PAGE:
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INTECOL Update

Dear all,

I’m writing to update you on our latest event, the Ecology of Infectious Diseases double symposium we held at INTECOL last week. I would also like to welcome all our new members who have joined in the wake of the INTECOL event. 

intercol

Do please continue to spread the word to your colleagues and students and let’s continue to strengthen the great community that’s being forged here. 

Below Prof Mike Begon (Liverpool University) our SIG scientific advisor gives his thoughts on the symposium

Our SIG hosted an extremely successful symposium on the Community Ecology of Infectious Diseases at the INTECOL meeting. There were fifteen speakers in all, over two long sessions, and despite the inevitable unfortunate clashes with other sessions (notably the Bob May roadshow) attendance was excellent throughout. Speakers varied in their scale of focus – some concentrated on the role of infectious agents in ‘conventional’ communities, some on guilds of hosts and their parasites and pathogens, and some on the communities of parasites within individual hosts – and they varied too, as of course our discipline does, in their approaches: theory, laboratory experiments, field observations and experiments and meta-analyses. We had research students, a couple of old stagers, and everything in between. Of the invited speakers, Robert Poulin kicked the whole thing off with a masterly overview of parasite community structure. Armand Kuris demonstrated how important parasites are to the functioning and dynamics of whole ecosystems. Serge Morand gave us a glimpse into a future of molecular complexity in multi-host-multi-pathogen systems. And Andy Dobson and I complemented each other in emphasising  how much conventional community ecologists can learn from parasite ecologists, and how intra-host communities differ from more conventional communities. Perhaps as important, the international nature of INTECOL made the symposium an effective recruiting sergeant for the SIG as it goes from strength to strength.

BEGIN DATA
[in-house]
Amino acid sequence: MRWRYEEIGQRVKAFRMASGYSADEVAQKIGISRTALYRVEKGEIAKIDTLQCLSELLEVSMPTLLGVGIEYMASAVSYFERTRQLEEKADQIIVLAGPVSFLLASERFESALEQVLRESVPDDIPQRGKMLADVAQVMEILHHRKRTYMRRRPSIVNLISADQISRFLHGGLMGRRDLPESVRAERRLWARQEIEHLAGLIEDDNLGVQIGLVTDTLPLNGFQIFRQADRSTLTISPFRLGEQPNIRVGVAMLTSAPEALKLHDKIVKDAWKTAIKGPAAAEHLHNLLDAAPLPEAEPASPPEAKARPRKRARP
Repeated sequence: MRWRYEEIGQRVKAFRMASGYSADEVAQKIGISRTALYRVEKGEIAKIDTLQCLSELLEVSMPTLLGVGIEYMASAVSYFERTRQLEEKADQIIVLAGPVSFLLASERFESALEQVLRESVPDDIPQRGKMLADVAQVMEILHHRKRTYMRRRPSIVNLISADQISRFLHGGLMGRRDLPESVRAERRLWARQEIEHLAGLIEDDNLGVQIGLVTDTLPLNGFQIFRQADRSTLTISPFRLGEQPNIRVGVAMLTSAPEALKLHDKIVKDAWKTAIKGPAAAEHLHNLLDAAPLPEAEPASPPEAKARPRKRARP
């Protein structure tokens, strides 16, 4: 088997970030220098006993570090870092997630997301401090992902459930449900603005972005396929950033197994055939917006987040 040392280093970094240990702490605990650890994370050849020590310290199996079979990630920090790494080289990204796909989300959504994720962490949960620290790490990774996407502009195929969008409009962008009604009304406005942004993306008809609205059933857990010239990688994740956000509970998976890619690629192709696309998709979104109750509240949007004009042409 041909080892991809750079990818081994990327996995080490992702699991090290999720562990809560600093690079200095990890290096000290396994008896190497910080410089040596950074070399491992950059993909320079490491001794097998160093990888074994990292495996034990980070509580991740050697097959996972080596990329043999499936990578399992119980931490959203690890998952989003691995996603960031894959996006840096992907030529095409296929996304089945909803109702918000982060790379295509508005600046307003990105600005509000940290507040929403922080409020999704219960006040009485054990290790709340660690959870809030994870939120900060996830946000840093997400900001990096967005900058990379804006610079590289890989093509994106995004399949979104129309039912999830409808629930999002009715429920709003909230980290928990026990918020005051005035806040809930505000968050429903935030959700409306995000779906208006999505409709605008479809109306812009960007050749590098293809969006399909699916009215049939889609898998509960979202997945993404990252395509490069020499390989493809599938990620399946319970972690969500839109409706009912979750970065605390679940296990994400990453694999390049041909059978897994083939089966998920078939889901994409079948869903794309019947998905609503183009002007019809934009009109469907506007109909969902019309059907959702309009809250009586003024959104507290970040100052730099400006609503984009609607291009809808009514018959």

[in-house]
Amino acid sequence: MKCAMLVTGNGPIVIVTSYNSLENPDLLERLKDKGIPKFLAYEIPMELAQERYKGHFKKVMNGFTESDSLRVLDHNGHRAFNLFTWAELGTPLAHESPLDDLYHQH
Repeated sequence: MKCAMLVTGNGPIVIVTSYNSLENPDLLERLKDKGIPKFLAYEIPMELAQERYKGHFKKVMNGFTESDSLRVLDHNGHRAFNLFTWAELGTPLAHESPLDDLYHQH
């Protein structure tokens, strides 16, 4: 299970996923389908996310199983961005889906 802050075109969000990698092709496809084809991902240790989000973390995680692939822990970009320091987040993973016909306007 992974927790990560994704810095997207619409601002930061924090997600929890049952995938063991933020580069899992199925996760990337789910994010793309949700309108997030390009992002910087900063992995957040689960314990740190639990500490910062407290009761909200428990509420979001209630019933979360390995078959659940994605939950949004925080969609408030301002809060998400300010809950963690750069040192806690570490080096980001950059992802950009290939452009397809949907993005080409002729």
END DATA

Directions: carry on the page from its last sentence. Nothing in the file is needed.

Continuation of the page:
Of course in addition to the scientific sessions there was our now ubiquitous social event and this time it managed to stretch itself out for the whole event and you could be guaranteed to see a friendly parasite face (not just mine) at the bar every night. These were also great opportunities to chat about ideas and simply to bond socially as a group. If you haven’t managed to attend any of our events as yet then please let me encourage you to do so, I’m sure you won’t be disappointed. 

The next formal event in our calendar will be the promised Early Career event which will focus on getting that all important funding. News on this to follow very soon and watch this space for future events and information.

All the best

Dr Joanne Lello

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